Jordon Cooper links to your typical defence of mercantilism in the business section and concludes with despair:
I read this and I can’t help but think that the United States is going through a massive societal reordering because of horrible economic decisions made because of globalization…
I am not sure if the payroll tax increase is that big of deal but you get the point that stagnate wages are hurting America’s middle class who are leaving behind middle class stores in favour of deals online and in retailers like Wal-Mart which in turn hurts them even more as more and more of their products are made elsewhere. It’s a vicious cycle that could take decades to run its course.
Cooper works to help the poorest of the poor in this city, and he’s a great resource in highlighting the struggles found on the streets.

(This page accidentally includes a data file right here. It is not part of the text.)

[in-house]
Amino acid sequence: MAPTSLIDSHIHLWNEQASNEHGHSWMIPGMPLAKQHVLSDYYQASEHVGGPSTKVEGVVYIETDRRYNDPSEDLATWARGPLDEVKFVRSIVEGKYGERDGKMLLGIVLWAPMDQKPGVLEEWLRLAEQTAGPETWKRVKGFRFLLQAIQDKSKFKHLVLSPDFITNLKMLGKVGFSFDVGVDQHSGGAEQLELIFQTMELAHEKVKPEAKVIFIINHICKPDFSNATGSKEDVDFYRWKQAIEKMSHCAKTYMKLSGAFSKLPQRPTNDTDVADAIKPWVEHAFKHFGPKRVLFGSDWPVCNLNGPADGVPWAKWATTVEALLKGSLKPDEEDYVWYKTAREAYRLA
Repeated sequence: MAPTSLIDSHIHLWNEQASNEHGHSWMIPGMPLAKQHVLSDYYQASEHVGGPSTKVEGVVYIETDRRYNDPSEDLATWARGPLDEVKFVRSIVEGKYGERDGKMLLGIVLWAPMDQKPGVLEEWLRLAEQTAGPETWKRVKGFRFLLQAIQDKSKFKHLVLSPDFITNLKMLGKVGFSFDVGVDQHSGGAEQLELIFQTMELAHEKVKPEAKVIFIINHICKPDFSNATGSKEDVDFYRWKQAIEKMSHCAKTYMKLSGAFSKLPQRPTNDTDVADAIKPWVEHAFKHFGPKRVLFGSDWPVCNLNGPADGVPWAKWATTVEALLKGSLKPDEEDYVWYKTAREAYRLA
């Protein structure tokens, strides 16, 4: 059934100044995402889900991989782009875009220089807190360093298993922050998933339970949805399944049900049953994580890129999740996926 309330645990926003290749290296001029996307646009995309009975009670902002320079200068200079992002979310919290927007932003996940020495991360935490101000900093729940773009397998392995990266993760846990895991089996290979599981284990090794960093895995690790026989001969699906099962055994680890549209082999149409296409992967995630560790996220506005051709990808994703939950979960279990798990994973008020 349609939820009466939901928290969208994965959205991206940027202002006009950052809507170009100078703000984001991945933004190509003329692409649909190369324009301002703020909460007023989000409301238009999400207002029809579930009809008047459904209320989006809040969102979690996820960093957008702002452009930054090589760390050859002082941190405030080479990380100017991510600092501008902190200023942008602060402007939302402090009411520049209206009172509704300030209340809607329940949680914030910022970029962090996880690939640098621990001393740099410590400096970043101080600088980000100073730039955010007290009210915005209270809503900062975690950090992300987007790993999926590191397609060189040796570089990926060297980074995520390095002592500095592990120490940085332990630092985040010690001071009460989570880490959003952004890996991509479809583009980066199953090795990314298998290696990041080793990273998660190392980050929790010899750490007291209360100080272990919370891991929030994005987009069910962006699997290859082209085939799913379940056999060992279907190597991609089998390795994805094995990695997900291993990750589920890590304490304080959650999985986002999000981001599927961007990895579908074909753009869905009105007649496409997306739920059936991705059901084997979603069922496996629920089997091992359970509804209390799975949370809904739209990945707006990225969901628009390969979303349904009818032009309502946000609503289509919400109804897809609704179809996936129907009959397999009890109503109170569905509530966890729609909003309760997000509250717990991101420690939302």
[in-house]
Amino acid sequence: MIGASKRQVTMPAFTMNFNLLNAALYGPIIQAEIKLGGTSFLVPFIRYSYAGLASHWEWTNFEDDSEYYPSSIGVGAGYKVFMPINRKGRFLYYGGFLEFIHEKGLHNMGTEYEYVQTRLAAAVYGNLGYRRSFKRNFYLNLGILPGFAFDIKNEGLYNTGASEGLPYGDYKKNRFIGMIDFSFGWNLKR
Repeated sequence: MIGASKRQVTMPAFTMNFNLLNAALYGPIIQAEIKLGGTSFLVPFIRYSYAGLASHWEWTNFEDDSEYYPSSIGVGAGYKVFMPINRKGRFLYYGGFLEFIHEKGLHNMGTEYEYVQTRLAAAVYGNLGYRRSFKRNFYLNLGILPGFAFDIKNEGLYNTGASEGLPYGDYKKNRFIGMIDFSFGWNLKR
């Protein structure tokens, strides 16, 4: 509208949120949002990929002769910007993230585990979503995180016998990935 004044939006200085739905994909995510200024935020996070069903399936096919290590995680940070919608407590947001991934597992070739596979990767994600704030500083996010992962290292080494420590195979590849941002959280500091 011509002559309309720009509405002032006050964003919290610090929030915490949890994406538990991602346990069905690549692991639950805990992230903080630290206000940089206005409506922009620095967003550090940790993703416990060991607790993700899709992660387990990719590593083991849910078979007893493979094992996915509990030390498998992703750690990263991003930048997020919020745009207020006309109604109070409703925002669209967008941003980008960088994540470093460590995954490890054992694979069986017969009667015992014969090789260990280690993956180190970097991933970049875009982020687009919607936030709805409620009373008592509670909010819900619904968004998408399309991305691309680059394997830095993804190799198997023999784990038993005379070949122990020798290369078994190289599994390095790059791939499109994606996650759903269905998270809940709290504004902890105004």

Unfortunately, it comes as no surprise, however, that he sees these great economic changes as being a problem rather than a net benefit to society, particularly to the poor.
Yes, the traditional business model is changing, and those who are not able to adjust effectively will lose business. But the consumer is the beneficiary, particularly the poor. With the changing business model comes lower costs, better quality, increased choice, more convenience or some combination of these.
There have been some horrible economic decisions made, but globalization isn’t one of them. It is the increased level of trade from around the world which has insulated our economy from being even more disastrously damaged by narrow, myopic government decision-making than we would have endured otherwise.
The alternative to this is economic stagnation. Does he truly believe that change is inevitably for the worse?
The cliche is worn, but Cooper might as well lament the demise of buggy-whip manufacturers.